Johnny Cash Final American Recording Album A Hit
The album, which closes out the Rick Rubin-produced and critically-acclaimed American Recordings series, was officially released on February 26, the day that would have been Cash's 78th birthday. Cash's Ain't No Grave shares the apex of the Billboard chart with Sade's Soldier of Love (#1) and Lady Gaga's The Fame (#2).
Other than Cash's previous American Recordings release, American VI: A Hundred Highways, which debuted in 2006 at the number one spot on Billboard's 200 Albums chart, Ain't No Grave is his only album to debut inside this chart's Top 5.
In addition, American VI: Ain't No Grave enters in the Top Ten in most international markets: #2 in Denmark, #3 in Norway, #4 in Holland, #5 in Ireland, #9 in the UK, and #10 in Switzerland. The album also debuted at #12 in New Zealand, #22 in Australia, and #29 in Greece.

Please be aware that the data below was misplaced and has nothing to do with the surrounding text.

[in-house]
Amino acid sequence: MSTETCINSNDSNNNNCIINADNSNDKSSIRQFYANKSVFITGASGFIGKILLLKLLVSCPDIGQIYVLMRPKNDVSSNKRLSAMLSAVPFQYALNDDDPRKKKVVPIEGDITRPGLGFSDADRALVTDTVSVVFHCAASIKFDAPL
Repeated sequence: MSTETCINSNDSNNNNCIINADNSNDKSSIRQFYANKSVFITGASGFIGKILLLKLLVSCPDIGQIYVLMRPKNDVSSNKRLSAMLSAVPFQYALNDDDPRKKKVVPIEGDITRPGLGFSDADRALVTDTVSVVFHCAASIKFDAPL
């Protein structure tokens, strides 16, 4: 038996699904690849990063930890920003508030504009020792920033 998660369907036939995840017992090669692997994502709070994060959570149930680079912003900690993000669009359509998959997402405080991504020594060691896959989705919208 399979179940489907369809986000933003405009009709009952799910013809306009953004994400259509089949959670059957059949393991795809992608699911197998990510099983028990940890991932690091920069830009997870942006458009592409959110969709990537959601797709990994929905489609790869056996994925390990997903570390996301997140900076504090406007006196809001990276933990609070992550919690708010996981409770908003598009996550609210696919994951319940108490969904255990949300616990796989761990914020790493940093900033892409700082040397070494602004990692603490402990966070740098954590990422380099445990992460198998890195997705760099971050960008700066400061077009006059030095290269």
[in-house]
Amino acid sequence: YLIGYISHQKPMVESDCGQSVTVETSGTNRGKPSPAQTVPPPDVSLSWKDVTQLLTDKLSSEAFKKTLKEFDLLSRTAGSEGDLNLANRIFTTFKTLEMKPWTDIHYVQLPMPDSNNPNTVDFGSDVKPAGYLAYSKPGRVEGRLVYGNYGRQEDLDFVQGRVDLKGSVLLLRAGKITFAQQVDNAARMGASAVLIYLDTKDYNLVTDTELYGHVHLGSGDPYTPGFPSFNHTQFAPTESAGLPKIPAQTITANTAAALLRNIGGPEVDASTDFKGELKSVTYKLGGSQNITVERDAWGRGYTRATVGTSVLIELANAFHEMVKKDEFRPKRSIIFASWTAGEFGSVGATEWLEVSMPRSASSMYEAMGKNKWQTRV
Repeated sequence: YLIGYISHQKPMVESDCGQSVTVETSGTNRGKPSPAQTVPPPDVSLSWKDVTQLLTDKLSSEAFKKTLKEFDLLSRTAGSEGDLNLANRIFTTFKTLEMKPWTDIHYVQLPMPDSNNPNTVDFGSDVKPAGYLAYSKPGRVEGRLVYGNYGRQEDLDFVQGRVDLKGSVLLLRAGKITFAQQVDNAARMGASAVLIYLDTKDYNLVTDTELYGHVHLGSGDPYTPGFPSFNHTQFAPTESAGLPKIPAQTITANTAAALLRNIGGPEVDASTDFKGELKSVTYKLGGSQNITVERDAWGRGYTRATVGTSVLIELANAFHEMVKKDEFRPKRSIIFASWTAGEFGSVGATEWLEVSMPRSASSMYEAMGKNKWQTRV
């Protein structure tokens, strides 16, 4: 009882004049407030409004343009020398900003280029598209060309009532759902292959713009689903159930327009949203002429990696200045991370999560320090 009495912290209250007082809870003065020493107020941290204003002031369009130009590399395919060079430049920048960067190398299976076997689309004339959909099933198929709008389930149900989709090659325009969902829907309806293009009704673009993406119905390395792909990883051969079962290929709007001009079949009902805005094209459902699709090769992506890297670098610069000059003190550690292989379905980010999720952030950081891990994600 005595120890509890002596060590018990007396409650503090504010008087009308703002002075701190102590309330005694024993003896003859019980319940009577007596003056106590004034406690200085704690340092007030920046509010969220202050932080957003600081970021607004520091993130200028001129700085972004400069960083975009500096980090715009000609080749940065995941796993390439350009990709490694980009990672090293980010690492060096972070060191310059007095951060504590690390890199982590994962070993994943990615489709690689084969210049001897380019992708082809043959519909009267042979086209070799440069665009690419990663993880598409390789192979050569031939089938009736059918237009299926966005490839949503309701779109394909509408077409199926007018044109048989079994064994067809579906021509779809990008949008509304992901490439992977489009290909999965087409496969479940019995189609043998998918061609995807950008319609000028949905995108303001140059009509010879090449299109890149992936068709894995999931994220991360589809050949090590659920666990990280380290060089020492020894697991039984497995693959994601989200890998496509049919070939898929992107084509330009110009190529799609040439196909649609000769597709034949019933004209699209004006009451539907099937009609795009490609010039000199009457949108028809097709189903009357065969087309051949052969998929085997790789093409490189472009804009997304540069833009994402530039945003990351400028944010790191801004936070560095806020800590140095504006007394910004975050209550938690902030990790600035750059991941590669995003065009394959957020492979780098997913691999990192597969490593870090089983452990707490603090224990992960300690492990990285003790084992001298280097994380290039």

Media reaction to American VI has been both stunning and emotional: "Producer Rick Rubin did save the best for last," wrote Entertainment Weekly, giving the album an "A" grade. People magazine cited Cash's performance as "a powerful presence to the end," while the Boston Globe wrote "Johnny Cash's final chapter is the most compelling. Rolling Stone summed things up with "Seven years after Johnny Cash's death, the vaults produce one more great album."
American VI: Ain't No Grave was recorded in the months leading up to Cash's passing on September12, 2003. The songs were drawn from all over the musical landscape and from various eras, and include Sheryl Crow's moving "Redemption Day," close Cash friend Kris Kristofferson's "For The Good Times," "Can Help But Wonder Where I'm Bound" by Tom Paxton, Bob Nolan's "Cool Water," the hopeful "Last Night I Had the Strangest Dream" by Ed McCurdy, J.H. Red Hayes and Jack Rhodes's "Satisfied Mind," Queen Lili'uokalani's song of farewell "Aloha Oe," and the never before heard Cash original, "I Corinthians: 15:55," written over the last three years of his life.